Allow me a moment to sing the praises of Waldenbooks—yes, Waldenbooks, the Borders subsidiary that privileged grab-and-go buying ahead of casual browsing. It was the kind of place you went when you needed to buy a book but didn’t particularly care for bookstores. But as a teenager growing up in an industrial Chicago suburb, I practically lived in the store’s narrow music-book section, which is where I first discovered Greil Marcus’s Lipstick Traces, a book that hit 16-year-old me like a thunderbolt.1 Any bookstore that encourages you to punch above your intellectual weight is a good bookstore. Tucked between the JCPenney and the Casual Corner, the North Riverside Park Mall Waldenbooks was a good bookstore.
I have been thinking about Waldenbooks this week, after the news that Barnes & Noble plans to close almost three hundred stores in the next ten years—more than a third of all its outlets. Is this good news for literature lovers? Ever since the rapacious expansion of Barnes & Noble and Borders into suburbia in the late 1980s and early ’90s sparked the fury of independent booksellers, the chain has been depicted primarily as a foe. But then, as now, Barnes & Noble had its place. Its stores were designed to keep people parked for a while, for children’s story time, for coffee klatches, for sitting around and browsing. That was a business decision—more time spent in the store, more money spent when you left it—but it had a cultural effect. It brought literary culture to pockets of the country that lacked them.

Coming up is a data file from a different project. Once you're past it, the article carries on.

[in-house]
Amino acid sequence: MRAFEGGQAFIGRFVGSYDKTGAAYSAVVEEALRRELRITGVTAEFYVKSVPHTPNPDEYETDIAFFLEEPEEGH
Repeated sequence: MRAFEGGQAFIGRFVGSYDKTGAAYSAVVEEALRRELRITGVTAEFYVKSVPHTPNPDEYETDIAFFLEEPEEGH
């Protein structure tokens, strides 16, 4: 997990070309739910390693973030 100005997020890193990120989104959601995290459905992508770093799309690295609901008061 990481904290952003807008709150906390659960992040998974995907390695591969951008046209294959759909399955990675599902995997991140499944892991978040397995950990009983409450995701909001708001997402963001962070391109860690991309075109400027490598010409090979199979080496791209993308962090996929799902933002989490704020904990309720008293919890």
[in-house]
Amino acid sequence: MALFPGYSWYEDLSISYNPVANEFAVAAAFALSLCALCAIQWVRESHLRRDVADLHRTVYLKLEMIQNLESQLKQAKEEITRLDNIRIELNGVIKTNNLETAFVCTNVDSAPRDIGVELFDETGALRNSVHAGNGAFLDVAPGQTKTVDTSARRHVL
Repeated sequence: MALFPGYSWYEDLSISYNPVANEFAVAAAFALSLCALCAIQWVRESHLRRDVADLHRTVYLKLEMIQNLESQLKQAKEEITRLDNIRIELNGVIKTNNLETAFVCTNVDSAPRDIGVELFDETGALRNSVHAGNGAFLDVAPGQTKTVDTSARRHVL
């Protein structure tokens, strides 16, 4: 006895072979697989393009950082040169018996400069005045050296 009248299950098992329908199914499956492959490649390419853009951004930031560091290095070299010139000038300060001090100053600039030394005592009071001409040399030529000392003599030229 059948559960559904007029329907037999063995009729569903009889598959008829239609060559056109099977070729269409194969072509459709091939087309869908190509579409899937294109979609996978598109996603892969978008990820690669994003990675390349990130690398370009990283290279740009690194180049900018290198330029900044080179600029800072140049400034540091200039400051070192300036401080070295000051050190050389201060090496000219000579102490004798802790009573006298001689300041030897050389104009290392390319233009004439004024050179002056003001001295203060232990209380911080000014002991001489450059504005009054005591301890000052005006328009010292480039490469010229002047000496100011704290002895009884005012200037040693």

Borders and Barnes & Noble seemed to intuit the craving for a bit of bookish culture in the working- and middle-class suburbs, though more likely they market-researched it. It’s easy to forget now, but at the time suburban culture had few places that weren’t bars, bowling alleys, or the kind of restaurant where you could drink coffee and smoke for three hours without the waitstaff looking at you funny. Barnes & Noble’s campaign, in competition with Borders, to open 20,000-square-foot superstores across America throughout the decade was fueled by a realization that suburban shoppers weren’t necessarily hunting for books per se but were looking for a semblance of community, or at least a place to rest for a few minutes. As Robert Spector writes in his 2005 book Category Killers: The Retail Revolution and Its Impact on Consumer Culture, “Long before Howard Schultz, the chairman of Starbucks Coffee, popularized the idea of a ‘Third Place,’… B&N created a locale with amenities such as public seating and restrooms, a place where people were encouraged to browse, to stay to buy another book … a magazine … some music; to relax in a comfortable armchair, nestled in a reading nook, while thumbing through a best-seller.” 2